The Atlanta Braves landed three players on the National League All-Star roster that was released Sunday. The starters were voted on by the fans -- a tradition up there with using leeches for blood disease and horse-and-buggies, considering the stakes -- and the reserves and the pitchers were voted on by the players, who did only marginally better, all things considered.
So congrats to Julio Teheran, who deserved to make it even if he was included only after Cubs starter Jeff Samardzija was traded to the American League this past weekend, closer Craig Kimbrel and first baseman Freddie Freeman.
That said, the obvious switch in talent and star power to the AL is staggering, looking at these rosters. Josh Harrison made it? He's a utility man and has great value during the marathon that is the regular season, but really? Jerry Royster 3.0 is an All-Star now? OK. Somewhere Jose Oquendo just fainted.
The other debate about these particular All-Star selections beyond the usual "This guy got snubbed; that guy doesn't deserve it" revolves around Derek Jeter being the starter at shortstop for the AL. If you have a problem with that, well, you have our permission to quit reading and go on about your day.
The All-Star game should be a celebration of the best the game has to offer. Period. And for two decades, Jeter has been right there among the best things about baseball, especially considering the storylines and painful revelations of those two decades. Jeter has been a mainstay through the strike of 1994, the steroids debacle that haunted the game and now the dragging attendance and uncertainty of the future.
Jeter is the good face of baseball in this generation, and even Boston fans should be OK with that. Dude made headlines by making plays, not playing the fool. He deserves to be introduced as an All-Star in his final season, and bask in the praise he deserves.
But you know what's more? The fans deserve it. Jeter already has started his farewell tour, getting welcome receptions at every "final" stop at various cities as the Yankees roll through. This is everyone's chance, not unlike when Ted Williams got the All-Star treatment at Fenway 15 years ago.
This is a simple thank-you and we'll be on our way, but before we go, we have a few more All-Star suggestions.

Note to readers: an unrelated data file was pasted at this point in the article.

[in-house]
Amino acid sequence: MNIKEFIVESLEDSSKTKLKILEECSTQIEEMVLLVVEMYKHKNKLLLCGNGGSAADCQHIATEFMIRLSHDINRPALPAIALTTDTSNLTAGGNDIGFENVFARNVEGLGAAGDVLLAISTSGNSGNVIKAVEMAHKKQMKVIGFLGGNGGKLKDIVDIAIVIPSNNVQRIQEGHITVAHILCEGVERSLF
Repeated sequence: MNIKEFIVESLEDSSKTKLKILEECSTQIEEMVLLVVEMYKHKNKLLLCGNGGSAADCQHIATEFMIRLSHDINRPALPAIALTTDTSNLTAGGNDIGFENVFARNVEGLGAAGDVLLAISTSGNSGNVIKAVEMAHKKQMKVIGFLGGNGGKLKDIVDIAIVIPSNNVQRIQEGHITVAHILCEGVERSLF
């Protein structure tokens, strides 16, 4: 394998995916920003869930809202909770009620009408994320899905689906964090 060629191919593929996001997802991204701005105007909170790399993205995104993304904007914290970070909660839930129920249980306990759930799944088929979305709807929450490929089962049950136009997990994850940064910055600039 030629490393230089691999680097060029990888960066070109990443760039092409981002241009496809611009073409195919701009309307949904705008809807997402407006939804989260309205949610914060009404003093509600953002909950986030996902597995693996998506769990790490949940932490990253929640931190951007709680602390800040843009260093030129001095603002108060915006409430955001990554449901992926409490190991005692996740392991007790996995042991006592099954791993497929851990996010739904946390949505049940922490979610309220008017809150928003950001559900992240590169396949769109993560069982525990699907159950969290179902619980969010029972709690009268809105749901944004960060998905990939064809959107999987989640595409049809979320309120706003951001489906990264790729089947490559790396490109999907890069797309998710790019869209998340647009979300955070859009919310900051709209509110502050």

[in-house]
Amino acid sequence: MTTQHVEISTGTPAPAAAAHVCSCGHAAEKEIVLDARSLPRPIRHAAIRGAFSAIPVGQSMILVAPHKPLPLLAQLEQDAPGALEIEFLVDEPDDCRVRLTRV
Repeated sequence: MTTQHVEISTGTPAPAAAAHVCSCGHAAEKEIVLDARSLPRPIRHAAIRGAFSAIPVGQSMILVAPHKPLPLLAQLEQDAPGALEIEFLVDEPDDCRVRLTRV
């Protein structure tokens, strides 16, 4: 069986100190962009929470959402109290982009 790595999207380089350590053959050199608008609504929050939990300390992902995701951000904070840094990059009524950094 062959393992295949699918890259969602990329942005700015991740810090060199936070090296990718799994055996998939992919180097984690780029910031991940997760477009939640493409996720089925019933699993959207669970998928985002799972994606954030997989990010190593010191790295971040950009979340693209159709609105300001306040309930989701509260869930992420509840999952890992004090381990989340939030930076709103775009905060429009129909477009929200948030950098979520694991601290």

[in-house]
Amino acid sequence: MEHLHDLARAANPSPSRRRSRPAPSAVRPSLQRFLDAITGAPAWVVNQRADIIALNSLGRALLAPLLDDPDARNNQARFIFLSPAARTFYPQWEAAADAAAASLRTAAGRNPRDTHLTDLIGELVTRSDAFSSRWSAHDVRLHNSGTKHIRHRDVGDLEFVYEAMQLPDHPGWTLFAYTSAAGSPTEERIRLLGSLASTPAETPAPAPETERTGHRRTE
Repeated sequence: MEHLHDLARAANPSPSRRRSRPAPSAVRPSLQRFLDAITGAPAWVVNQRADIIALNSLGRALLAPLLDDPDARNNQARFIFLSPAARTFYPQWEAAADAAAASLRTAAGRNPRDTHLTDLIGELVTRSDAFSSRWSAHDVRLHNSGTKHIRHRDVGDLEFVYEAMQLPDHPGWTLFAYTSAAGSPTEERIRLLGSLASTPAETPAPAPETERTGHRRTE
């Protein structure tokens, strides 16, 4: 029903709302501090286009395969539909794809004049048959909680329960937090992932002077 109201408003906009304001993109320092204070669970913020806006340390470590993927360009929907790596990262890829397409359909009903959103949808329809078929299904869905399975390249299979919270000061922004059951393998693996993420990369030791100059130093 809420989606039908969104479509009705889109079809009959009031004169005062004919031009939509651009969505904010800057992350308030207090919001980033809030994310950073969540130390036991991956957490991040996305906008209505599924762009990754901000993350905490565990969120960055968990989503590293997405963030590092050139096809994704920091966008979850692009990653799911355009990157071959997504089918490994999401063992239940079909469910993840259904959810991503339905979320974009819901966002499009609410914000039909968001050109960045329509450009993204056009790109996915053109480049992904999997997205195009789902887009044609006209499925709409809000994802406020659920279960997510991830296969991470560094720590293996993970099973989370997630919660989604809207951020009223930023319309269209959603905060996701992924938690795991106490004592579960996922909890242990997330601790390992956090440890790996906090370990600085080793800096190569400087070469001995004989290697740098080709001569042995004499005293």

For the love of everything, find a better way to determine home-field advantage for the World Series. This is long overdue and would cure a slew of the moaning and hand-wringing over the rosters and the obvious snubs.
Can we do away with the "Every City Gets a Representative" rule? What is this, Upward MLB? Yes, make sure the host city has a player in the game, but from there, is the fact that some yahoo from the Astros is pinch-running in the seventh really going to move the meter in Houston?
Beyond that, baseball has a chance to make a statement and take a good stand, regardless of whether it's the players union's idea or the MLB office's idea.
We have a starting point to talk about the dangers of smokeless tobacco.
At this All-Star game, we need a tribute to Tony Gwynn, the greatest pure hitter since Williams and the best contact hitter of all time. In that tribute needs to be a hard and direct message about smokeless tobacco. Hey, I dipped for almost 20 years -- Copenhagen, straight and neat -- and still miss it frequently after quitting almost four years ago.
But Gwynn died in large part because of his lifetime using it, and while baseball has a great history of sticking its collective heads in the sand that is rivaled only by the NCAA, chewing and dipping still are very common across major league baseball. Discussing it and its dangers is not a bad thing, and it would honor Gwynn's impact on our lives as much as the great numbers -- Greg Maddux never struck him out in 107 plate appearances -- detail his impact on the game.
Ultimately, I quit dipping because I didn't want to have to answer my then-3-year-old son's questions about something I was embarrassed about. Now, after Gwynn's death and the images of his son, I know that having quit, I have a much greater chance to answer my son's questions for a much greater amount of time.
If baseball can have that impact -- and have it sooner than 20 years after the fact -- then it truly will be an All-Star event.
Regardless of who is on the field.
Contact Jay Greeson at firstname.lastname@example.org.